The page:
o Studies to determine the immunological mechanisms that are involved 
in EBV, HPV and HHV-8 driven oral malignancies and tumors, in the 
context of HIV infection.
o Studies to determine the effect of prolonged moderate 
immunosuppression or incomplete or failed responses to HAART on the 
development of oral malignancies and tumors.
o Studies to determine the effect of the concomitant prolonged exposure 
of HIV infected patients to antiretroviral therapy and viruses with 
oncogenic potential on the development of AIDS-related oral 
malignancies and pre-neoplastic lesions.
o Studies to determine the molecular epidemiology of the viral strains 
that are implicated in the promotion of AIDS-related malignant 
transformations of the oral cavity.  
o Development of animal and cell based models for AIDS-related oral 
malignancies.
o Studies to determine the similarities and differences between AIDS-
related tumors of the oral mucosa and other anatomical mucosal 
surfaces, e.g. vaginal and gastrointestinal.
o Studies that are geared towards identifying reliable diagnostic and 
prognostic biomarkers, useful for detection of AIDS-related oral 
malignancies and their progression.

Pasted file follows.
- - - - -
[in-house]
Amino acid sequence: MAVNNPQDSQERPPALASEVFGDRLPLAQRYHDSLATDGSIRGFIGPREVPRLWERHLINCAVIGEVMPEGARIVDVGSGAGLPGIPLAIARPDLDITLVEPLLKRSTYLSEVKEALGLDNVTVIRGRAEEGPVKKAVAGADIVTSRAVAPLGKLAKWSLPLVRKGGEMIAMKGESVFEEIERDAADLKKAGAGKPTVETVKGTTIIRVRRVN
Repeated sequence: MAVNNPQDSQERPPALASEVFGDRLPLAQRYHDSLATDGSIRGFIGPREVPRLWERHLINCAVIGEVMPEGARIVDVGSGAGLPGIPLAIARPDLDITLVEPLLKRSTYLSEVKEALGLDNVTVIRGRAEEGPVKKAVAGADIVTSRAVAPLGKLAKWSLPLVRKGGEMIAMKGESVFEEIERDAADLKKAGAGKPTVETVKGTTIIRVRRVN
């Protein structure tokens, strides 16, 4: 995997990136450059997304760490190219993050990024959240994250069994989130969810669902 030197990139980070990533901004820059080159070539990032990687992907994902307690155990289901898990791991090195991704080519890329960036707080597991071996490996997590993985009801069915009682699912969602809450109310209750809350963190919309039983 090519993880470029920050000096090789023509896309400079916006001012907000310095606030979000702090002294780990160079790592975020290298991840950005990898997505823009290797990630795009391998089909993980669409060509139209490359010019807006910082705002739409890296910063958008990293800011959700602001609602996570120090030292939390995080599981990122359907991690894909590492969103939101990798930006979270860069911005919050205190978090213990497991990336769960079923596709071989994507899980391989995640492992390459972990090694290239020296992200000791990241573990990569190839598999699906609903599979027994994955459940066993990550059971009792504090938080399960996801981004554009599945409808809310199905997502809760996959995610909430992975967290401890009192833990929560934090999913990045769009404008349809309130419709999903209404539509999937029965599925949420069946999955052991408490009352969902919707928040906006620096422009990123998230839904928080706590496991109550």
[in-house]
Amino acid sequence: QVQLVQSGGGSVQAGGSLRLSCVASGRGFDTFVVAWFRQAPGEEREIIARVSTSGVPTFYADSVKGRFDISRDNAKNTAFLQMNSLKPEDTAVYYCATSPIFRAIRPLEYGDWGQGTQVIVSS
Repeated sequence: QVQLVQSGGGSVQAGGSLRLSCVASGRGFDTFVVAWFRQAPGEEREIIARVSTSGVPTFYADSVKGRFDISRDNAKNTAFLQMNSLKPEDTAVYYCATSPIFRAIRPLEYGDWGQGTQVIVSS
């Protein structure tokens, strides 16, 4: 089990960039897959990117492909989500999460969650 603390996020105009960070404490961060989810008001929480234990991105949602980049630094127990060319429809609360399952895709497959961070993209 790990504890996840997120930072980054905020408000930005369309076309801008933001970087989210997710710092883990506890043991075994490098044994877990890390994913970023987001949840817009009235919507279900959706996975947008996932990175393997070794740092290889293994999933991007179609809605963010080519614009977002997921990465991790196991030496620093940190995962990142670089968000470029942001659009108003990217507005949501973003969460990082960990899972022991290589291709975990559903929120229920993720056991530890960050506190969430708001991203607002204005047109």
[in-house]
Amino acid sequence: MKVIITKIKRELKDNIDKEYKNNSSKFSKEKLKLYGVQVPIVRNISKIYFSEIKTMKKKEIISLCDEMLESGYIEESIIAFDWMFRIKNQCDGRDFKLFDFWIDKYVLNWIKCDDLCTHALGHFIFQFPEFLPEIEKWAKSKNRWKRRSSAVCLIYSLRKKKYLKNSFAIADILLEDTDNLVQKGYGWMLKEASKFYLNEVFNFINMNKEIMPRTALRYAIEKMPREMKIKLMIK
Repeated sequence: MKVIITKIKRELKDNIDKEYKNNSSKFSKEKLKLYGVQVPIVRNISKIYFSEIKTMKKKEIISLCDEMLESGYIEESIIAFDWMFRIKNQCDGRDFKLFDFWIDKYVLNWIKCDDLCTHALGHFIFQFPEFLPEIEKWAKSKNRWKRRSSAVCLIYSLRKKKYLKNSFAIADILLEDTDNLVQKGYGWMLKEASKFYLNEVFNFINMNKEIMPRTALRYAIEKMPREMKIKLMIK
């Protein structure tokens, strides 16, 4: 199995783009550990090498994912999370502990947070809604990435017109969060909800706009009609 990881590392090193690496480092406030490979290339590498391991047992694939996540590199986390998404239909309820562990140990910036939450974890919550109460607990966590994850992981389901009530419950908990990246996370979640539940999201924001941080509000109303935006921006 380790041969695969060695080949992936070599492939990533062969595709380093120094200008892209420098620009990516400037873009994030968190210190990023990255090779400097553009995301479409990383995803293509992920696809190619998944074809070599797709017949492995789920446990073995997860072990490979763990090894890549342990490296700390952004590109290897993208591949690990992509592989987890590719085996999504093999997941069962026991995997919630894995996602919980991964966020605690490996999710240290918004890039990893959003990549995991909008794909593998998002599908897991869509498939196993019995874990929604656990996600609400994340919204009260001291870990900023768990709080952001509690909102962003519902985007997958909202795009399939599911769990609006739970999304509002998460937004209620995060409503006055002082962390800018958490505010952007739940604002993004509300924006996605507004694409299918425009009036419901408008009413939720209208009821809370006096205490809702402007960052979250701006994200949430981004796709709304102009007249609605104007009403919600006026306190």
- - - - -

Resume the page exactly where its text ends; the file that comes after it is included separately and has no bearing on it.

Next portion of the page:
MECHANISM OF SUPPORT

This RFA will use NIH individual research project grant (R01) and the 
exploratory/development research grant (R21) award mechanisms.  As an 
applicant you will be solely responsible for planning, directing, and 
executing the proposed project.  This RFA is a one-time solicitation.  
Future unsolicited, competing-continuation applications based on this 
project will compete with all investigator-initiated applications and 
will be reviewed according to the customary peer review procedures. 

This RFA uses just-in-time concepts.  It also uses the modular as well 
as the non-modular budgeting formats (see 
http://grants.nih.gov/grants/funding/modular/modular.htm).  
Specifically, if you are submitting an application with direct costs in 
each year of $250,000 or less, use the modular format.  Otherwise 
follow the instructions for non-modular research grant applications.  
This program does not require cost sharing as defined in the current 
NIH Grants Policy Statement at 
http://grants.nih.gov/archive/grants/policy/nihgps_2001/part_i_1.htm.  

FUNDS AVAILABLE 
 
The NIDCR intends to commit approximately $2,000,000 total cost in FY 
2005 to fund 6 to 8 new and/or competitive continuation grants in 
response to this RFA. An R01 applicant may request a project period of 
up to 4 years and a budget for direct costs of up to $499,999 per year. 
An R21 applicant may request a project period of up to two years with a 
combined budget for direct costs of up to $275,000 for the two year 
period.  For example, the applicant may request $100,000 in the first 
year and $175,000 in the second year.  The request should be tailored 
to the needs of the project. Normally, no more than $200,000 may be 
requested in any single year. This R21 cap may be exceeded by $25,000, 
direct costs per year to accommodate the facilities and administrative 
(indirect) costs associated with collaborative research at another 
institution. Because the nature and scope of the proposed research will 
vary from application to application, it is anticipated that the size